Well, I never thought I’d see this rebuke of Canada and BC in The Economist Magazine of all places. But the current issue of the conservative magazine singles out BC for its high rate of child poverty. You can find it here.
The piece highlights cuts to welfare, and notes, “One of the keenest slashers was British Columbia, which despite being one of the richest provinces has one of the highest rates of child poverty (10.4%) after taxes on family income.”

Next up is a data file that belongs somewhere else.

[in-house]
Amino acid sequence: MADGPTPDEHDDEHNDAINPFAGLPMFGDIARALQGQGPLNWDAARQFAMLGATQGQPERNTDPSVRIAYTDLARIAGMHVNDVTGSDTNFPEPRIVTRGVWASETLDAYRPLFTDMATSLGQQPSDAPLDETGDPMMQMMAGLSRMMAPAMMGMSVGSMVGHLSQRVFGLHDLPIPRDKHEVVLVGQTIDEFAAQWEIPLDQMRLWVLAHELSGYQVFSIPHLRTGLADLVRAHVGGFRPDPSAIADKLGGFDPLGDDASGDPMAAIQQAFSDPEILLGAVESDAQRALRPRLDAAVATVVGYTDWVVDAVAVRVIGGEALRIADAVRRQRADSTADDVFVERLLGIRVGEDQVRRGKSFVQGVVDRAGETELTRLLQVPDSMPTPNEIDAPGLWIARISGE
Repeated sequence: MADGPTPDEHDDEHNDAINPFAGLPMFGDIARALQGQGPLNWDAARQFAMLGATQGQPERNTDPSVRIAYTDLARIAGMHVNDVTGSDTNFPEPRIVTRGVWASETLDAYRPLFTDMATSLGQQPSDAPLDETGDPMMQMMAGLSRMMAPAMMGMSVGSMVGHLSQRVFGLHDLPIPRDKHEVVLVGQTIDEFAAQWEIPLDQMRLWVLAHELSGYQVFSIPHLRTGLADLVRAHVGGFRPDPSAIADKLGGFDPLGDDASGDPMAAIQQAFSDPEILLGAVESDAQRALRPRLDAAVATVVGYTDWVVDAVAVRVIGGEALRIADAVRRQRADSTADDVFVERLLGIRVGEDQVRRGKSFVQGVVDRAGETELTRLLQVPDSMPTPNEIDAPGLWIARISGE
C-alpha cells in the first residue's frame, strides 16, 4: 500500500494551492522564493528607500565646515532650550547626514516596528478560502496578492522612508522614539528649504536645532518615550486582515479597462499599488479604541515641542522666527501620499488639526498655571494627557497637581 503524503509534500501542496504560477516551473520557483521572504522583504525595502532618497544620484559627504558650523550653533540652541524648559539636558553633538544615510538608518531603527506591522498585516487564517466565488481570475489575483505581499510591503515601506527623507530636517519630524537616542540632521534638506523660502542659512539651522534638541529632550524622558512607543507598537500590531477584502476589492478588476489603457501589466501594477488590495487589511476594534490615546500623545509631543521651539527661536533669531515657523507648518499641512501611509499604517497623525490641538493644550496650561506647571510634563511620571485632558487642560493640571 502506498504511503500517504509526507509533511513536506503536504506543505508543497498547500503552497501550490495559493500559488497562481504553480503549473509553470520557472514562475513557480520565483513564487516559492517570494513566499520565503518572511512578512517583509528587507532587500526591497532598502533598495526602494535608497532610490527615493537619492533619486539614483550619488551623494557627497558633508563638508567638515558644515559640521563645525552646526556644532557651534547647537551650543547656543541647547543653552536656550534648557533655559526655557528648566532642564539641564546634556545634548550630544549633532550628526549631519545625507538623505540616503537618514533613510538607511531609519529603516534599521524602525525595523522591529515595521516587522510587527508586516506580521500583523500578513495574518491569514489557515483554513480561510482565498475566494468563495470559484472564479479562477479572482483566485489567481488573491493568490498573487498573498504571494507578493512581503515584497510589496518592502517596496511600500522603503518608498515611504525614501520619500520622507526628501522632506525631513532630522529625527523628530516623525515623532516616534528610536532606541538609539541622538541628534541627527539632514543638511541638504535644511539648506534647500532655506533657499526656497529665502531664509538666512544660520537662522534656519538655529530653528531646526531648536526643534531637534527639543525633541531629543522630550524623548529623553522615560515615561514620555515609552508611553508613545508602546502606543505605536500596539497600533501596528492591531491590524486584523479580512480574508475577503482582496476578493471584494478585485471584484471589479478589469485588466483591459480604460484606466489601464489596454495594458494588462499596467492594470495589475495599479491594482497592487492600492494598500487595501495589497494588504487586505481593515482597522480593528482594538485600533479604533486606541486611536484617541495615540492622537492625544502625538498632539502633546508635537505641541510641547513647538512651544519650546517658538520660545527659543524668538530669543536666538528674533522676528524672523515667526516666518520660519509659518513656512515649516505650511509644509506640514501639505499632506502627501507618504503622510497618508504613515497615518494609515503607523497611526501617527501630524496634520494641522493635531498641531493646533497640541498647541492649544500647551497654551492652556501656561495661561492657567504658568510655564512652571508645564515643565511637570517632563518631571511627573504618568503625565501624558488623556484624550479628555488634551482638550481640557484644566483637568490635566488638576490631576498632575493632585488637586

Half a dozen provincial governments, including those of populous Ontario and Quebec, have launched poverty-reduction programmes; many include attempts to prod or help people back into work. Newfoundland, helped by royalties from oil and mining, has cut its poverty rate in half (to 6.5%). Earlier this month, a House of Commons committee urged the federal government to adopt a national strategy. The response of Stephen Harper’s Conservative administration was that the best long-term strategy to fight poverty is “the sustained employment of Canadians”. That is certainly a necessary condition, but is it sufficient? Both the government and its critics might ponder why it is that growth seems to bypass so many.